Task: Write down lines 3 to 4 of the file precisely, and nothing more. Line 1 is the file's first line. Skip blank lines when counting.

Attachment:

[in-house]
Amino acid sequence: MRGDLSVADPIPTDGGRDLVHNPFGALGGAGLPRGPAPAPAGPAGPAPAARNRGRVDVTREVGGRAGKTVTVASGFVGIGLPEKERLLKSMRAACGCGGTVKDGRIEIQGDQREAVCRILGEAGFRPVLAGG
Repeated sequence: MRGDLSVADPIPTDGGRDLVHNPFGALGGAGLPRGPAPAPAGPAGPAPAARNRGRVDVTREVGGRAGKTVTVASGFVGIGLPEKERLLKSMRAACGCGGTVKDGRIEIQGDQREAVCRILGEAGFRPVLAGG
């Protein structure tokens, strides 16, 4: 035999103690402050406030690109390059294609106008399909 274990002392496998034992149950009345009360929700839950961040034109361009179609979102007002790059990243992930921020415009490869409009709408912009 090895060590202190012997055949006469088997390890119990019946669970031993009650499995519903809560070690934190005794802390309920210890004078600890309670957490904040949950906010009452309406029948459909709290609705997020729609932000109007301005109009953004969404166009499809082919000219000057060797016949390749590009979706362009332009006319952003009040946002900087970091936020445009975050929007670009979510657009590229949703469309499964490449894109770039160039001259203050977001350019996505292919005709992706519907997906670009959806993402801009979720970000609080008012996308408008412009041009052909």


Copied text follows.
Repeated sequence: MRGDLSVADPIPTDGGRDLVHNPFGALGGAGLPRGPAPAPAGPAGPAPAARNRGRVDVTREVGGRAGKTVTVASGFVGIGLPEKERLLKSMRAACGCGGTVKDGRIEIQGDQREAVCRILGEAGFRPVLAGG
């Protein structure tokens, strides 16, 4: 035999103690402050406030690109390059294609106008399909 274990002392496998034992149950009345009360929700839950961040034109361009179609979102007002790059990243992930921020415009490869409009709408912009 090895060590202190012997055949006469088997390890119990019946669970031993009650499995519903809560070690934190005794802390309920210890004078600890309670957490904040949950906010009452309406029948459909709290609705997020729609932000109007301005109009953004969404166009499809082919000219000057060797016949390749590009979706362009332009006319952003009040946002900087970091936020445009975050929007670009979510657009590229949703469309499964490449894109770039160039001259203050977001350019996505292919005709992706519907997906670009959806993402801009979720970000609080008012996308408008412009041009052909």